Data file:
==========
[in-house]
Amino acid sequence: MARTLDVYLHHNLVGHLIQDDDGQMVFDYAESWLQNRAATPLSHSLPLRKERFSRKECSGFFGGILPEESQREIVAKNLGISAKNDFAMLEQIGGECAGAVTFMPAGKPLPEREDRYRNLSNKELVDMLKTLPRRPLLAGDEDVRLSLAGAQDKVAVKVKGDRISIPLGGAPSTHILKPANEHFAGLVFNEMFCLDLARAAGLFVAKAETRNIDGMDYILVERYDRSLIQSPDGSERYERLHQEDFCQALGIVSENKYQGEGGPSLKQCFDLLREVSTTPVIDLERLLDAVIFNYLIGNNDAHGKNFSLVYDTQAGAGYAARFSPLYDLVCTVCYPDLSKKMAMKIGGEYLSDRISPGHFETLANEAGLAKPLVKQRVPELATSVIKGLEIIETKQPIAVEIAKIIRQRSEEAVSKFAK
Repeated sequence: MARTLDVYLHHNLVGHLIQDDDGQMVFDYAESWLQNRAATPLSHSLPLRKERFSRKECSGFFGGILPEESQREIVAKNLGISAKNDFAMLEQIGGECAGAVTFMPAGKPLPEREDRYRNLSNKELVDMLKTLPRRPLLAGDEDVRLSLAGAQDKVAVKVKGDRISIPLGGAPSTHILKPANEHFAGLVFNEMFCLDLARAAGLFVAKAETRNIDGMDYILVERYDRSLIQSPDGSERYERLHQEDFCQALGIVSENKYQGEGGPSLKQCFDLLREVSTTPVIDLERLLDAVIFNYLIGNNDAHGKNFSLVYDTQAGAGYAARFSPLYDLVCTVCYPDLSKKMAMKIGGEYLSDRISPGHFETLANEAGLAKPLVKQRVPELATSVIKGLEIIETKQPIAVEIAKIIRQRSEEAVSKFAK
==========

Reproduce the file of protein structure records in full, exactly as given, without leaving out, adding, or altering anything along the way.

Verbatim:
[in-house]
Amino acid sequence: MARTLDVYLHHNLVGHLIQDDDGQMVFDYAESWLQNRAATPLSHSLPLRKERFSRKECSGFFGGILPEESQREIVAKNLGISAKNDFAMLEQIGGECAGAVTFMPAGKPLPEREDRYRNLSNKELVDMLKTLPRRPLLAGDEDVRLSLAGAQDKVAVKVKGDRISIPLGGAPSTHILKPANEHFAGLVFNEMFCLDLARAAGLFVAKAETRNIDGMDYILVERYDRSLIQSPDGSERYERLHQEDFCQALGIVSENKYQGEGGPSLKQCFDLLREVSTTPVIDLERLLDAVIFNYLIGNNDAHGKNFSLVYDTQAGAGYAARFSPLYDLVCTVCYPDLSKKMAMKIGGEYLSDRISPGHFETLANEAGLAKPLVKQRVPELATSVIKGLEIIETKQPIAVEIAKIIRQRSEEAVSKFAK
Repeated sequence: MARTLDVYLHHNLVGHLIQDDDGQMVFDYAESWLQNRAATPLSHSLPLRKERFSRKECSGFFGGILPEESQREIVAKNLGISAKNDFAMLEQIGGECAGAVTFMPAGKPLPEREDRYRNLSNKELVDMLKTLPRRPLLAGDEDVRLSLAGAQDKVAVKVKGDRISIPLGGAPSTHILKPANEHFAGLVFNEMFCLDLARAAGLFVAKAETRNIDGMDYILVERYDRSLIQSPDGSERYERLHQEDFCQALGIVSENKYQGEGGPSLKQCFDLLREVSTTPVIDLERLLDAVIFNYLIGNNDAHGKNFSLVYDTQAGAGYAARFSPLYDLVCTVCYPDLSKKMAMKIGGEYLSDRISPGHFETLANEAGLAKPLVKQRVPELATSVIKGLEIIETKQPIAVEIAKIIRQRSEEAVSKFAK